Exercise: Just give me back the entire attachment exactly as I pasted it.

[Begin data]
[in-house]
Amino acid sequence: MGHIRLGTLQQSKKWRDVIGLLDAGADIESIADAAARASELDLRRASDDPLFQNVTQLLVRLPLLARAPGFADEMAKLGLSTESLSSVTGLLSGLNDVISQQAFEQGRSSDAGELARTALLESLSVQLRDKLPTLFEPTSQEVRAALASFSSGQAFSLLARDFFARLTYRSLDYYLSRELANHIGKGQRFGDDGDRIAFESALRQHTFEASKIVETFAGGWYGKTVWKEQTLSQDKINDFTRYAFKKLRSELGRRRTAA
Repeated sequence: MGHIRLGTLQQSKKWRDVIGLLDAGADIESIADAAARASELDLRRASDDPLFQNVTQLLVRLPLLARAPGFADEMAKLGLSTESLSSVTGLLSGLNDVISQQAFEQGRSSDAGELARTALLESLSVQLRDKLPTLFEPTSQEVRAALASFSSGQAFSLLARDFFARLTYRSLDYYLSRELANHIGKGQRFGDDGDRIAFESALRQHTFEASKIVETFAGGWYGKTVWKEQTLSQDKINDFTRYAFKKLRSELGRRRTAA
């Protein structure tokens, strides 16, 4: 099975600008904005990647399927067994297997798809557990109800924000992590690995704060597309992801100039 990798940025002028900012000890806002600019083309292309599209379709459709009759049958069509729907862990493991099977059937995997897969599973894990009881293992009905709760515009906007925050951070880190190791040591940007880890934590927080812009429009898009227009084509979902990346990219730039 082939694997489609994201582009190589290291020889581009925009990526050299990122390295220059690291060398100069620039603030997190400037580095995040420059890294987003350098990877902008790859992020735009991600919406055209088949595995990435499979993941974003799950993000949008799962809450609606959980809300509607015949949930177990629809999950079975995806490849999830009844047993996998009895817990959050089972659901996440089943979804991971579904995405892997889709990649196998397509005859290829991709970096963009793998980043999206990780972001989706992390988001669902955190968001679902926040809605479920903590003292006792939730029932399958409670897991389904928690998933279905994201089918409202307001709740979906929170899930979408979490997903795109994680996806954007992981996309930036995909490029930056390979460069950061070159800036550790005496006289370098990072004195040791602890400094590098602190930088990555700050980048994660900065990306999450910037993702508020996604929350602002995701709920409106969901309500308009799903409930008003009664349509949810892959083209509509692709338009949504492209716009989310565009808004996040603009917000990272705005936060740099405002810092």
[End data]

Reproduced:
[in-house]
Amino acid sequence: MGHIRLGTLQQSKKWRDVIGLLDAGADIESIADAAARASELDLRRASDDPLFQNVTQLLVRLPLLARAPGFADEMAKLGLSTESLSSVTGLLSGLNDVISQQAFEQGRSSDAGELARTALLESLSVQLRDKLPTLFEPTSQEVRAALASFSSGQAFSLLARDFFARLTYRSLDYYLSRELANHIGKGQRFGDDGDRIAFESALRQHTFEASKIVETFAGGWYGKTVWKEQTLSQDKINDFTRYAFKKLRSELGRRRTAA
Repeated sequence: MGHIRLGTLQQSKKWRDVIGLLDAGADIESIADAAARASELDLRRASDDPLFQNVTQLLVRLPLLARAPGFADEMAKLGLSTESLSSVTGLLSGLNDVISQQAFEQGRSSDAGELARTALLESLSVQLRDKLPTLFEPTSQEVRAALASFSSGQAFSLLARDFFARLTYRSLDYYLSRELANHIGKGQRFGDDGDRIAFESALRQHTFEASKIVETFAGGWYGKTVWKEQTLSQDKINDFTRYAFKKLRSELGRRRTAA
């Protein structure tokens, strides 16, 4: 099975600008904005990647399927067994297997798809557990109800924000992590690995704060597309992801100039 990798940025002028900012000890806002600019083309292309599209379709459709009759049958069509729907862990493991099977059937995997897969599973894990009881293992009905709760515009906007925050951070880190190791040591940007880890934590927080812009429009898009227009084509979902990346990219730039 082939694997489609994201582009190589290291020889581009925009990526050299990122390295220059690291060398100069620039603030997190400037580095995040420059890294987003350098990877902008790859992020735009991600919406055209088949595995990435499979993941974003799950993000949008799962809450609606959980809300509607015949949930177990629809999950079975995806490849999830009844047993996998009895817990959050089972659901996440089943979804991971579904995405892997889709990649196998397509005859290829991709970096963009793998980043999206990780972001989706992390988001669902955190968001679902926040809605479920903590003292006792939730029932399958409670897991389904928690998933279905994201089918409202307001709740979906929170899930979408979490997903795109994680996806954007992981996309930036995909490029930056390979460069950061070159800036550790005496006289370098990072004195040791602890400094590098602190930088990555700050980048994660900065990306999450910037993702508020996604929350602002995701709920409106969901309500308009799903409930008003009664349509949810892959083209509509692709338009949504492209716009989310565009808004996040603009917000990272705005936060740099405002810092």